Major Point: The one place in the community that can provide various types of information to everyone is the library.



    1. Does the library's reference policy describe the community served or what makes your library's community special? If this is not part of a written policy, talk to the staff. They know all the answers (or at least have heard all the questions)!

     2. Does the reference (or collection development) policy discuss the information needs of your particular community,  i.e. what kinds of information the users of your library want or expect to find at the library (topics or subjects) and in what formats (books, videos, software, etc.)?

    3. Does the library's reference policy include serving the community with remote/virtual services?

Answer Key

   First contact with a patron



What's new in reference?

Where do users go for information?

Photo: Young boy in jeans and green shirt, running toward front entrance to library

The 2013 Digital Future Project Report shows the average number of hours users spend online has increased to 15.3 hours per week. 16% of Internet users said they go online to find or check a fact at least daily, while 7% of users go online daily or more often to look up the definition of a word. The Internet is perceived by 80% of users age 17 and older to be a more important source of information than television, radio, newspapers, and books.

A growing number (21%) of Internet users said that their home page is a search page such as Google. Other common activities include e-mail (96%), Internet surfing without a specific destination (71%), looking for news online (60%), finding product information (43%), conducting online banking or other financial services (38%), instant messaging (37%), playing online games (35%), searching for humorous content (25%).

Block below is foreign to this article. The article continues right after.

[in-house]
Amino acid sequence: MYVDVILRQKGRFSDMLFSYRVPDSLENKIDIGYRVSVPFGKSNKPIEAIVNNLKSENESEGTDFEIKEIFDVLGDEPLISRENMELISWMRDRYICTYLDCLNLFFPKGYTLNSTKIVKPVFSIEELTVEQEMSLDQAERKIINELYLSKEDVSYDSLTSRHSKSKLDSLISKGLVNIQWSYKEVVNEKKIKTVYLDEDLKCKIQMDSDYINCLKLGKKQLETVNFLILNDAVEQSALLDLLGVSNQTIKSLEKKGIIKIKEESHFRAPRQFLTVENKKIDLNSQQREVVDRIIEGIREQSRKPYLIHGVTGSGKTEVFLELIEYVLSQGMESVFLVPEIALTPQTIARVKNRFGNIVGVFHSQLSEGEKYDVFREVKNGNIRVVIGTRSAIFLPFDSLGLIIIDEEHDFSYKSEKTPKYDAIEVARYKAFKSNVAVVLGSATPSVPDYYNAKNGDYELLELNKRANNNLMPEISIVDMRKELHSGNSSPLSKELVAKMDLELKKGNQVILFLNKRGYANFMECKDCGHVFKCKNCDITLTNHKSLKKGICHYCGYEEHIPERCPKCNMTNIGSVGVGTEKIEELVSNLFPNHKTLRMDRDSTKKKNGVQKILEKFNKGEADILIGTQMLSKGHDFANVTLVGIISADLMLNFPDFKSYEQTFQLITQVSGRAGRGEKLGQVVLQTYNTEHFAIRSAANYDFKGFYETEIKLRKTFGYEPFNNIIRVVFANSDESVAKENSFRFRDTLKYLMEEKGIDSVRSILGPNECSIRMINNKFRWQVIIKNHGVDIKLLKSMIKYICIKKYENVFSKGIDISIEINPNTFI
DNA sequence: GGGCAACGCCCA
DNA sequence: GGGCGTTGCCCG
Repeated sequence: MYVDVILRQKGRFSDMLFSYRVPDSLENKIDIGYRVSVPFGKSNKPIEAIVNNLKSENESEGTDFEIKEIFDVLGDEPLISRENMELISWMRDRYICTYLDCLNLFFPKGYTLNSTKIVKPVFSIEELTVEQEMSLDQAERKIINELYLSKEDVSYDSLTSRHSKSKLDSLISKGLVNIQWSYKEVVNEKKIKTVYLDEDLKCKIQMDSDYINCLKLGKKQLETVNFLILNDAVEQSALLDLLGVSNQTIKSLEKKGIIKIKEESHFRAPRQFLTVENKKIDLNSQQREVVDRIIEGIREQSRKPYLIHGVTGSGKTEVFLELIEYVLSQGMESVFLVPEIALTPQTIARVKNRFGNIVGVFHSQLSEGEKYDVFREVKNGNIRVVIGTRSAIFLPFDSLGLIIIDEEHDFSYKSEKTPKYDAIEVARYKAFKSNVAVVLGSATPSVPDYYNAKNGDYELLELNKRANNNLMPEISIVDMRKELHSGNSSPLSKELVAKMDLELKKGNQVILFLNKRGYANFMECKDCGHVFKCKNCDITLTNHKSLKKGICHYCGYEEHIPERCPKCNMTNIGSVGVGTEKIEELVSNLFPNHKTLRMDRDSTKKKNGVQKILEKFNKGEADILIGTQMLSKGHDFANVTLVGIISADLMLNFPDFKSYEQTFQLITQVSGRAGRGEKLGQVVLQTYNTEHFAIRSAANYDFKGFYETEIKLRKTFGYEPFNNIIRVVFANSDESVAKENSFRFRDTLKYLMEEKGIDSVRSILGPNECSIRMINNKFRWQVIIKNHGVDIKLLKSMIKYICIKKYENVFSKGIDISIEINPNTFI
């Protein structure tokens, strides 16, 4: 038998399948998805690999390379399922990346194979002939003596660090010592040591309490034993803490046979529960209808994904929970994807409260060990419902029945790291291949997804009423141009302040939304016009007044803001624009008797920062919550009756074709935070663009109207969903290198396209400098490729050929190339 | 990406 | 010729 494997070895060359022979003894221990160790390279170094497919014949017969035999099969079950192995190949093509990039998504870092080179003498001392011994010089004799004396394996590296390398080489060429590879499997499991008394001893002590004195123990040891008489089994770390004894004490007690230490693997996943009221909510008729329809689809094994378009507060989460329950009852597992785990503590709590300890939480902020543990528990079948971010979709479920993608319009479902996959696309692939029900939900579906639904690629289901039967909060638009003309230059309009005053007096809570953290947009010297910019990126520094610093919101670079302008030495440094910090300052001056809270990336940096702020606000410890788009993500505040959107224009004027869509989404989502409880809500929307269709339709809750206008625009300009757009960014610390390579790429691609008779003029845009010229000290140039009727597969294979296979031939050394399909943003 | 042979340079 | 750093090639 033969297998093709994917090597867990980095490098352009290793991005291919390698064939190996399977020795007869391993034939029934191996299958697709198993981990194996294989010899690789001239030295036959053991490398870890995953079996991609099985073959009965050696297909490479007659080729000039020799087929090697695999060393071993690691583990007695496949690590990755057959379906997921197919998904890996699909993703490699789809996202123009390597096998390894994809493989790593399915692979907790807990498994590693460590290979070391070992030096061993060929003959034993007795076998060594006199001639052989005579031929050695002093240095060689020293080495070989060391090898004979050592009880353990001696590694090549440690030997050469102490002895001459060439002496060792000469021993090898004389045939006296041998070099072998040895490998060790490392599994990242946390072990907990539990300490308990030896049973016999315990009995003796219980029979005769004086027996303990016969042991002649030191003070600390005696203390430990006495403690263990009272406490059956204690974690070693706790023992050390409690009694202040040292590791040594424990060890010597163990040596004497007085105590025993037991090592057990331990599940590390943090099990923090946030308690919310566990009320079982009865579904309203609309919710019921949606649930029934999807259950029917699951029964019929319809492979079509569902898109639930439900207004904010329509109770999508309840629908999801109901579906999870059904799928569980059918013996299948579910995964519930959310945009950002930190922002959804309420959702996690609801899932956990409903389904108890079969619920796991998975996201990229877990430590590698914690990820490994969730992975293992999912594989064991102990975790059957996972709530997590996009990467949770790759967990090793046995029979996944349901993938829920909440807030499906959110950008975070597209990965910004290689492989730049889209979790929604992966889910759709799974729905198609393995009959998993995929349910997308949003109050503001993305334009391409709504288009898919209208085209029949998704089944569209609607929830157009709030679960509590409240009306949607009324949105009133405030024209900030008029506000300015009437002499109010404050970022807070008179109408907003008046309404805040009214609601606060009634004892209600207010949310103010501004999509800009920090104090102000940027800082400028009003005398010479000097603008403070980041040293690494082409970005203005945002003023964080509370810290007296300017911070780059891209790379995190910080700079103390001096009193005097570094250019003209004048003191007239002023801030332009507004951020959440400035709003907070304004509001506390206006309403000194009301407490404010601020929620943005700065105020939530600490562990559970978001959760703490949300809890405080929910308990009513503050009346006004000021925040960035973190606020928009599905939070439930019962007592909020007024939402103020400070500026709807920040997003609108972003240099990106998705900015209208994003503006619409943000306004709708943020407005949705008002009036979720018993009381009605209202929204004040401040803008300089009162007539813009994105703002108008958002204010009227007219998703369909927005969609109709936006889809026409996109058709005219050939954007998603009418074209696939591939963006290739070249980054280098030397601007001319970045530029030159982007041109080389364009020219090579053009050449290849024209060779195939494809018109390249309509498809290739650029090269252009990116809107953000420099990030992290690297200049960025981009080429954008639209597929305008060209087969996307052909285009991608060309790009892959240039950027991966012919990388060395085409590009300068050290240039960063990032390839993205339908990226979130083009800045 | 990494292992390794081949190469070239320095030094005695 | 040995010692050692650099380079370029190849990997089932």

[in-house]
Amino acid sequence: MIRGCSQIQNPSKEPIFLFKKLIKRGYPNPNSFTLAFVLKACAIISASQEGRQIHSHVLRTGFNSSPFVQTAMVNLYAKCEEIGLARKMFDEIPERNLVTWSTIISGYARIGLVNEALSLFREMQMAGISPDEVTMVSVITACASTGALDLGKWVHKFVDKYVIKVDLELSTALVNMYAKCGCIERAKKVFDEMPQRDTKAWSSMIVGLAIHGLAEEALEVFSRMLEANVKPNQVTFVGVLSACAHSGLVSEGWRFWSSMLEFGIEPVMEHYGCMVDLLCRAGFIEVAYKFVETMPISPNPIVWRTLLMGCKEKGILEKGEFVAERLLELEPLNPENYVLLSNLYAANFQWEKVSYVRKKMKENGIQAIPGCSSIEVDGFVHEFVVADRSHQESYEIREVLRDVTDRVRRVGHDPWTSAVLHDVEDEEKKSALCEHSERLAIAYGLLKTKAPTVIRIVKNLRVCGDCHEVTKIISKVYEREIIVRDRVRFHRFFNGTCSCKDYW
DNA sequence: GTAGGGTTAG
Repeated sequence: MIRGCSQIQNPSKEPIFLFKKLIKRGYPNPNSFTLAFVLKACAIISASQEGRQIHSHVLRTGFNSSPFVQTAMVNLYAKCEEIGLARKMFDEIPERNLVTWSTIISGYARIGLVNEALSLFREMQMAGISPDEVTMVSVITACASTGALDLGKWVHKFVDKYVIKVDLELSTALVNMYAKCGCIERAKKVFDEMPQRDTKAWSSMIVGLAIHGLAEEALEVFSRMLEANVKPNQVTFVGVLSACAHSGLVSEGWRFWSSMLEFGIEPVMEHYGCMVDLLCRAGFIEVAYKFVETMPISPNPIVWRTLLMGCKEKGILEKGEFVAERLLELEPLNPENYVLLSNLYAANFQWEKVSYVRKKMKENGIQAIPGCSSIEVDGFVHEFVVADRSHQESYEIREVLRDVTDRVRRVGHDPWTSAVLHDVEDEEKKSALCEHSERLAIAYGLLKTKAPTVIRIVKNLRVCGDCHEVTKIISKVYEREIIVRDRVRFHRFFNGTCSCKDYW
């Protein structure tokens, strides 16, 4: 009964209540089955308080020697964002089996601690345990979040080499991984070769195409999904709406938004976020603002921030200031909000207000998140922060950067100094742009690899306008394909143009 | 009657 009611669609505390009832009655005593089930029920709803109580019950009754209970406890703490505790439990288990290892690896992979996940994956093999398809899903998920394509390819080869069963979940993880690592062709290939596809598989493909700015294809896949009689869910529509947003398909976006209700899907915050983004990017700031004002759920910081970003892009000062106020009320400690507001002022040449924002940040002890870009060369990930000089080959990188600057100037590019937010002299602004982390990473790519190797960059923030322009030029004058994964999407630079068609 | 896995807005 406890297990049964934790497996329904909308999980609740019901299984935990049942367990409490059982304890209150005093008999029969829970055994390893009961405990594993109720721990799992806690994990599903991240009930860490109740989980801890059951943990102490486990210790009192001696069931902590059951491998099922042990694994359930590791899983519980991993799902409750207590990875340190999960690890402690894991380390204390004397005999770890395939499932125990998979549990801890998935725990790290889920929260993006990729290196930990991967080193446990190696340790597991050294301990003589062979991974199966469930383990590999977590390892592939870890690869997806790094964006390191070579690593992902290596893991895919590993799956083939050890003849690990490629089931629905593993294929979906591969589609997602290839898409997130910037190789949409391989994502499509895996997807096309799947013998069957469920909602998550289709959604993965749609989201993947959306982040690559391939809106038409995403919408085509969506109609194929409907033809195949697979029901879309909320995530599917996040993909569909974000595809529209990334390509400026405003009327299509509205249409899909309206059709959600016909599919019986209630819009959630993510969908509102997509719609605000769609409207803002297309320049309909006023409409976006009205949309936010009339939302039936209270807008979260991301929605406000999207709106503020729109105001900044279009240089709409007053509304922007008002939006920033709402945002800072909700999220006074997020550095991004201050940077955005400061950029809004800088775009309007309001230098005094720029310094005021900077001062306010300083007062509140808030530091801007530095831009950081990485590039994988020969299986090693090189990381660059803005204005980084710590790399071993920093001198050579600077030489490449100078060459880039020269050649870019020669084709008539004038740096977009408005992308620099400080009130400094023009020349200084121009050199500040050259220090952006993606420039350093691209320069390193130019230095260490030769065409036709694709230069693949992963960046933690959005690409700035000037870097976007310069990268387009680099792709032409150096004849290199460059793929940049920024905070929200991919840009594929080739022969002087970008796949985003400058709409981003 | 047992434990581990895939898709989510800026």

The people who live and work in our communities have a variety of information needs.

Ohio Libraries

Libraries have information for a variety of community interests. London Public Library.

Serving the different needs of the community. Dawn Jackson and the Lynch Family at London Public Library.

Ohio Questions

People need many kinds of information.

 "A library patron wanted to know how to get a certificate for verification of her Indian heritage.

I helped her find the Bureau of Indian Affairs web site to locate the phone number for her district representative so that she could begin the verification process."
[Mike at London Public Library]

 How do you make a dog puppet from a sock? [A telephone question asked by a father who was washing dishes.]

Web Links

Washington County Public Library on the Web is a Virtual Branch, "Open everyday, all day, for your information needs," with links to local activities at the (physical) branch libraries.

Guidelines for Information Services state that "libraries have an inherent obligation to provide information service to support the educational, recreational, personal and economic endeavors of the members of their respective communities, as appropriate to the libraries’ individual missions."